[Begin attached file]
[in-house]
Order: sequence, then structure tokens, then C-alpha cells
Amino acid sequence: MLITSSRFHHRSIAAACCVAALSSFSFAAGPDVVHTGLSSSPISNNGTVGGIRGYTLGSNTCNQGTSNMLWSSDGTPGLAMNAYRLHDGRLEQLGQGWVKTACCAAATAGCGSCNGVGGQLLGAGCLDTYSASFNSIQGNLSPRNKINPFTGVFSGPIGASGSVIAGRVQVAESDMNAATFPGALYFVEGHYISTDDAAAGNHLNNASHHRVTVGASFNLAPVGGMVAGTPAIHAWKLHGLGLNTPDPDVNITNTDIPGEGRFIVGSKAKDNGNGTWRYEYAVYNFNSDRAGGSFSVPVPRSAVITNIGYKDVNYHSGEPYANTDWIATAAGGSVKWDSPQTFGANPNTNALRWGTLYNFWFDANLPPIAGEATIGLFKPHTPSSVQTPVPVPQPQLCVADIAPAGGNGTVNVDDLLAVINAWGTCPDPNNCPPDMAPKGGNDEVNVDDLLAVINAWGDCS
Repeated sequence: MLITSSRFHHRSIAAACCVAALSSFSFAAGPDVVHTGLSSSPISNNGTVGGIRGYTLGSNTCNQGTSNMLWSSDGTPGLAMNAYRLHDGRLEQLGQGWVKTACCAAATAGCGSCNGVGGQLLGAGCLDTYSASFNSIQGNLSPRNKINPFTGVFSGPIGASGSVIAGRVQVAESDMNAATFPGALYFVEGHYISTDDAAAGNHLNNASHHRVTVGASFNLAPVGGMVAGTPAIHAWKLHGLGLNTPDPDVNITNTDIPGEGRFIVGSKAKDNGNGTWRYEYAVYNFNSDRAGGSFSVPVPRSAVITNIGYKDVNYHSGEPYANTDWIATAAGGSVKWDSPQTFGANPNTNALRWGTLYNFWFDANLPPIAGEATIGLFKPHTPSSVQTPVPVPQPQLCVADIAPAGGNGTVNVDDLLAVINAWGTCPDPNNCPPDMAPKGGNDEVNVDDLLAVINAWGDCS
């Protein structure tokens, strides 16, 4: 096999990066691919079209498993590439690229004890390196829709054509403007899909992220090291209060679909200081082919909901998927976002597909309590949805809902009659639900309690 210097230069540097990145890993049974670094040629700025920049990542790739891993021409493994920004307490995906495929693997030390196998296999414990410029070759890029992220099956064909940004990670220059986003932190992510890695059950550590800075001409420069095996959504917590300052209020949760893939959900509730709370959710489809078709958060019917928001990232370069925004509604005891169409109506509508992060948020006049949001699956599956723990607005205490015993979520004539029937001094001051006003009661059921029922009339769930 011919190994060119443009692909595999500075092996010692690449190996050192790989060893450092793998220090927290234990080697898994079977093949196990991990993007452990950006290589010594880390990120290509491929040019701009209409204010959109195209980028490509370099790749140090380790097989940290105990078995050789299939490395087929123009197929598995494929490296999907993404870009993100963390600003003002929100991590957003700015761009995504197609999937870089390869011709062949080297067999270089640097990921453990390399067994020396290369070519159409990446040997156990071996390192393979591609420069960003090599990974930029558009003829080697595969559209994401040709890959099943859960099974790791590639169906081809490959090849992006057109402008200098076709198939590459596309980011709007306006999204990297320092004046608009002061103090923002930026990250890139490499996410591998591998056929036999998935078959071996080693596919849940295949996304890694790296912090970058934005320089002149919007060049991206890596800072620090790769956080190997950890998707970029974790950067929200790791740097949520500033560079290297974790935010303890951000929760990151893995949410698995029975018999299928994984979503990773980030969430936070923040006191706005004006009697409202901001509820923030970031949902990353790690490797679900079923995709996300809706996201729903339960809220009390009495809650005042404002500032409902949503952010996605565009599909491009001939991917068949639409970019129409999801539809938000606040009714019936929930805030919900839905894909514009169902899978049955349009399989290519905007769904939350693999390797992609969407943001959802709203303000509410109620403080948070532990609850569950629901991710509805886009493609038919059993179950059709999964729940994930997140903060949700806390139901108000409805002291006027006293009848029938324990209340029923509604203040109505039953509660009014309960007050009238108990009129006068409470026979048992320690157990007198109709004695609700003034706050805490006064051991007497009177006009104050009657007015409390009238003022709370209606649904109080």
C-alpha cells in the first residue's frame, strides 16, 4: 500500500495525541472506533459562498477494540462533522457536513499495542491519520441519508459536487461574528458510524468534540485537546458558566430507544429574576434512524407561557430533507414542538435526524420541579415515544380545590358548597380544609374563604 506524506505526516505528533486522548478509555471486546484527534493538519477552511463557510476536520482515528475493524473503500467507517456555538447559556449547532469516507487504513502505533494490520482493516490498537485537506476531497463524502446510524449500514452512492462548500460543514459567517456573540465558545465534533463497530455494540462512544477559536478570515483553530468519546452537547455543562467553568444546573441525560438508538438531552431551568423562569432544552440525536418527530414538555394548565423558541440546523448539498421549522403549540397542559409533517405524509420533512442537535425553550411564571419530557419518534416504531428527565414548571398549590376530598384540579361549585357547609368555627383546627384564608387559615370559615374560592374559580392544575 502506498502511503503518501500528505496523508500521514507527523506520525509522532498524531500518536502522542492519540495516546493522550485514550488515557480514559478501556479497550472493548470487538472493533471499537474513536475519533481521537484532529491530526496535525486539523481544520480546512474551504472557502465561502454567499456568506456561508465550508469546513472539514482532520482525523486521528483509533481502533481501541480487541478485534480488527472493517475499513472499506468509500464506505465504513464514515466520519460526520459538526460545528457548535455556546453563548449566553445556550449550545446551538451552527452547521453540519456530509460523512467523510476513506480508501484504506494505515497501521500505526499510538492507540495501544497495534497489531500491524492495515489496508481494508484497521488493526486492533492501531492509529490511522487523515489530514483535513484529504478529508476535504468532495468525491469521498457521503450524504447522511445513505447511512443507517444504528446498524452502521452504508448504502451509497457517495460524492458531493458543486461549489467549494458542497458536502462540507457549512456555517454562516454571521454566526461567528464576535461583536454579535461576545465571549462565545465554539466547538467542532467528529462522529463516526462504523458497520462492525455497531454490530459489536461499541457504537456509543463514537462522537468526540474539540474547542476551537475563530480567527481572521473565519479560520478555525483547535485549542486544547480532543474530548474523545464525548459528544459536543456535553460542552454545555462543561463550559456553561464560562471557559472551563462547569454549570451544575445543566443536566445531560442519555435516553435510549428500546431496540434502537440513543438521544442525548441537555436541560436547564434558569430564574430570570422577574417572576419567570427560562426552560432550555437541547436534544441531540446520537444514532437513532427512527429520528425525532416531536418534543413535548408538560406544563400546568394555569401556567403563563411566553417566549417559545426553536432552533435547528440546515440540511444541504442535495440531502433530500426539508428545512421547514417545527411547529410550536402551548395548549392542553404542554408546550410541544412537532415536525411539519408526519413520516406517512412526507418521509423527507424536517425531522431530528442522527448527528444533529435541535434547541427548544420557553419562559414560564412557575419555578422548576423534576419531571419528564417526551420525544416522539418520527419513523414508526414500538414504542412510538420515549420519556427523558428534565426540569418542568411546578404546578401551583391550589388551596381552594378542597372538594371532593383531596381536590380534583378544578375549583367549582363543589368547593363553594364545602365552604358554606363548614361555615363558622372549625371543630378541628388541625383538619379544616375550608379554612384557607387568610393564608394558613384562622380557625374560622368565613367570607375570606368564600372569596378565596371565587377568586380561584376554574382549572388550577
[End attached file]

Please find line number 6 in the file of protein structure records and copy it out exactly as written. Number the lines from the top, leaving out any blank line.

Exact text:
C-alpha cells in the first residue's frame, strides 16, 4: 500500500495525541472506533459562498477494540462533522457536513499495542491519520441519508459536487461574528458510524468534540485537546458558566430507544429574576434512524407561557430533507414542538435526524420541579415515544380545590358548597380544609374563604 506524506505526516505528533486522548478509555471486546484527534493538519477552511463557510476536520482515528475493524473503500467507517456555538447559556449547532469516507487504513502505533494490520482493516490498537485537506476531497463524502446510524449500514452512492462548500460543514459567517456573540465558545465534533463497530455494540462512544477559536478570515483553530468519546452537547455543562467553568444546573441525560438508538438531552431551568423562569432544552440525536418527530414538555394548565423558541440546523448539498421549522403549540397542559409533517405524509420533512442537535425553550411564571419530557419518534416504531428527565414548571398549590376530598384540579361549585357547609368555627383546627384564608387559615370559615374560592374559580392544575 502506498502511503503518501500528505496523508500521514507527523506520525509522532498524531500518536502522542492519540495516546493522550485514550488515557480514559478501556479497550472493548470487538472493533471499537474513536475519533481521537484532529491530526496535525486539523481544520480546512474551504472557502465561502454567499456568506456561508465550508469546513472539514482532520482525523486521528483509533481502533481501541480487541478485534480488527472493517475499513472499506468509500464506505465504513464514515466520519460526520459538526460545528457548535455556546453563548449566553445556550449550545446551538451552527452547521453540519456530509460523512467523510476513506480508501484504506494505515497501521500505526499510538492507540495501544497495534497489531500491524492495515489496508481494508484497521488493526486492533492501531492509529490511522487523515489530514483535513484529504478529508476535504468532495468525491469521498457521503450524504447522511445513505447511512443507517444504528446498524452502521452504508448504502451509497457517495460524492458531493458543486461549489467549494458542497458536502462540507457549512456555517454562516454571521454566526461567528464576535461583536454579535461576545465571549462565545465554539466547538467542532467528529462522529463516526462504523458497520462492525455497531454490530459489536461499541457504537456509543463514537462522537468526540474539540474547542476551537475563530480567527481572521473565519479560520478555525483547535485549542486544547480532543474530548474523545464525548459528544459536543456535553460542552454545555462543561463550559456553561464560562471557559472551563462547569454549570451544575445543566443536566445531560442519555435516553435510549428500546431496540434502537440513543438521544442525548441537555436541560436547564434558569430564574430570570422577574417572576419567570427560562426552560432550555437541547436534544441531540446520537444514532437513532427512527429520528425525532416531536418534543413535548408538560406544563400546568394555569401556567403563563411566553417566549417559545426553536432552533435547528440546515440540511444541504442535495440531502433530500426539508428545512421547514417545527411547529410550536402551548395548549392542553404542554408546550410541544412537532415536525411539519408526519413520516406517512412526507418521509423527507424536517425531522431530528442522527448527528444533529435541535434547541427548544420557553419562559414560564412557575419555578422548576423534576419531571419528564417526551420525544416522539418520527419513523414508526414500538414504542412510538420515549420519556427523558428534565426540569418542568411546578404546578401551583391550589388551596381552594378542597372538594371532593383531596381536590380534583378544578375549583367549582363543589368547593363553594364545602365552604358554606363548614361555615363558622372549625371543630378541628388541625383538619379544616375550608379554612384557607387568610393564608394558613384562622380557625374560622368565613367570607375570606368564600372569596378565596371565587377568586380561584376554574382549572388550577